“In the rush to contain COVID disruption, public and private sector organisations implemented measures, at pace, to protect the economy. Expediency may compromise some aspects of the usual safeguards to design out fraud, leaving systems open to unanticipated exploitation by (cyber)criminals. In reality, any significant change or new initiative will attract fraudsters, even if designed and implemented well. The quick roll-out of the Government’s Bounce Back Loan scheme is just one example of this.
“The pandemic and the accompanying drive to digital channels has made it easier for organised crime groups and opportunistic individuals to exploit the situation. With new initiatives like this, there will inevitably be error as well as fraud, which can make it more difficult to pinpoint the genuine fraud cases. Ultimately it’s law-abiding businesses and taxpayers that pay the price as these groups steal from the public purse or operate under the guise of actual government bodies to trick the less-wary citizen.
“The ‘unprecedented’ nature of the pandemic also hampers investigators and automated systems alike as components such as Anomaly Detection, for example, which relies on recognising significant deviations from normal behaviour, is more difficult given the raft of new initiatives and changes in what is the new “normal” behaviour brought on by the pandemic. Nevertheless automated anti-fraud technology using AI is one key to catching the criminals and helping to protect the public.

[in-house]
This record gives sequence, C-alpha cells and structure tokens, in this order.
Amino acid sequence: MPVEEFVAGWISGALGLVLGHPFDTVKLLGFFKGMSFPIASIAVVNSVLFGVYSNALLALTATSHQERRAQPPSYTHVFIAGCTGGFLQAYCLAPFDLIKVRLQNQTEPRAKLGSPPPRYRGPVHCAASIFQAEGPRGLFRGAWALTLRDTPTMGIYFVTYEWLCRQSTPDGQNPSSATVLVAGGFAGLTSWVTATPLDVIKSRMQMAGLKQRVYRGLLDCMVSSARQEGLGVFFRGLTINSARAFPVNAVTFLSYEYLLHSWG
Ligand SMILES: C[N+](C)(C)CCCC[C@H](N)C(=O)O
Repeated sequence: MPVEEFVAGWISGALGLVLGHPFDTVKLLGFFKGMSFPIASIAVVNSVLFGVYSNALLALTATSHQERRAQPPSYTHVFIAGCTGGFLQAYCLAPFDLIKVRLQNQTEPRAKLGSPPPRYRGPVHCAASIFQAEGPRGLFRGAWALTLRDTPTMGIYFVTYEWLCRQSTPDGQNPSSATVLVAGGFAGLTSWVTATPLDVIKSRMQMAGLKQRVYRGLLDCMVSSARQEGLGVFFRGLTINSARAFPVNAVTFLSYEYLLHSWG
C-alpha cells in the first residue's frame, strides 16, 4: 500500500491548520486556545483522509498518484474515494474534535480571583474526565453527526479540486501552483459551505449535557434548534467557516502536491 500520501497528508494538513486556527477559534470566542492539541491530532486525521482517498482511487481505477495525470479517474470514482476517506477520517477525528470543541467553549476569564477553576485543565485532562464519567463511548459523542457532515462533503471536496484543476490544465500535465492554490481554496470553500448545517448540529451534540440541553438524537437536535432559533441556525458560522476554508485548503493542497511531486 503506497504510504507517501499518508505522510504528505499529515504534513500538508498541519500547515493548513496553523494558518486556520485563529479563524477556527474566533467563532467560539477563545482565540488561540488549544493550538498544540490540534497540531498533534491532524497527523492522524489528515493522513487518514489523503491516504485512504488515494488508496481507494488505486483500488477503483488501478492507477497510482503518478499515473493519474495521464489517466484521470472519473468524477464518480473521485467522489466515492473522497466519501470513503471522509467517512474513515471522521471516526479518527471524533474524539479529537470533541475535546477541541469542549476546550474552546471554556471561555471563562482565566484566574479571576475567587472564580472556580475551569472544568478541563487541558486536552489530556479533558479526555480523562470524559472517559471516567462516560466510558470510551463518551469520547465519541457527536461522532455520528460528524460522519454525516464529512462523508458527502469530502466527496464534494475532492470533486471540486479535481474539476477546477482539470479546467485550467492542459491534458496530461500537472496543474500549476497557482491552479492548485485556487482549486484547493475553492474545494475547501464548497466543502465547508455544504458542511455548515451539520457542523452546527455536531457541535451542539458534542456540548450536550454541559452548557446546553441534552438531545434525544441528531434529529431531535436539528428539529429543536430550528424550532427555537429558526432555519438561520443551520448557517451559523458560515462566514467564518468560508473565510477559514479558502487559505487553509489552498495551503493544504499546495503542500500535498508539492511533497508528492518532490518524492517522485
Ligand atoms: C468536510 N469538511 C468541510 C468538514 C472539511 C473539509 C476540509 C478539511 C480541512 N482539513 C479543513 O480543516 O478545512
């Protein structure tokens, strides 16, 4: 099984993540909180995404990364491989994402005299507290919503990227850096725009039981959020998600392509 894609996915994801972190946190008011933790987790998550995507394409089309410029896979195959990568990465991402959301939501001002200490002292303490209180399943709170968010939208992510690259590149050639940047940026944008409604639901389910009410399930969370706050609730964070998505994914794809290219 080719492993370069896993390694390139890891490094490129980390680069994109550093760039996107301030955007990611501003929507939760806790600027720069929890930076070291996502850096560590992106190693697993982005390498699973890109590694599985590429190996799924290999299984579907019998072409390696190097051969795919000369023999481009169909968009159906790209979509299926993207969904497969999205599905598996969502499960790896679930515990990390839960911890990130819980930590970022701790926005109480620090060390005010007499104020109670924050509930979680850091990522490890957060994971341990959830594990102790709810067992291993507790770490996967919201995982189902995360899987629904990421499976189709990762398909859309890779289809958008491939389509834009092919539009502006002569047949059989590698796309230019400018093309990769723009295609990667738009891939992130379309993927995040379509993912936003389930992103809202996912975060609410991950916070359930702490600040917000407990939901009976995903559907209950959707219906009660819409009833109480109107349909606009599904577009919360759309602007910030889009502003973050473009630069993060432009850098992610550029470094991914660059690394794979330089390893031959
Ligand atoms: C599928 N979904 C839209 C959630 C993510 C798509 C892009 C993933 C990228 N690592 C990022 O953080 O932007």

“In Banking, fraud detection models must quickly adapt to the new loan systems necessitated by COVID, for example by making use of scenario-based modelling to quickly learn from multiple ‘what-if’ scenarios and understand all the key inputs in this new environment. From here, efficient models with a low rate of false positives can help detect criminal behaviour and protect public funds at this critical time.
“Even the human isolation that has been the nature of the pandemic aids the criminals. Humans are very good at sharing concerns and networking starts to build a group picture that reinforces legitimate doubts. When this is disrupted it gives the crook more time to operate. Luckily, many modern systems incorporate social network analysis that allows the group picture to be assessed by the models that spot fraud.
“Being wary and asking yourself constantly whether it could be fraud remains a top tip and its always best to talk if in doubt.”
Simon Dennis, Future Government and AI Evangelist, SAS UK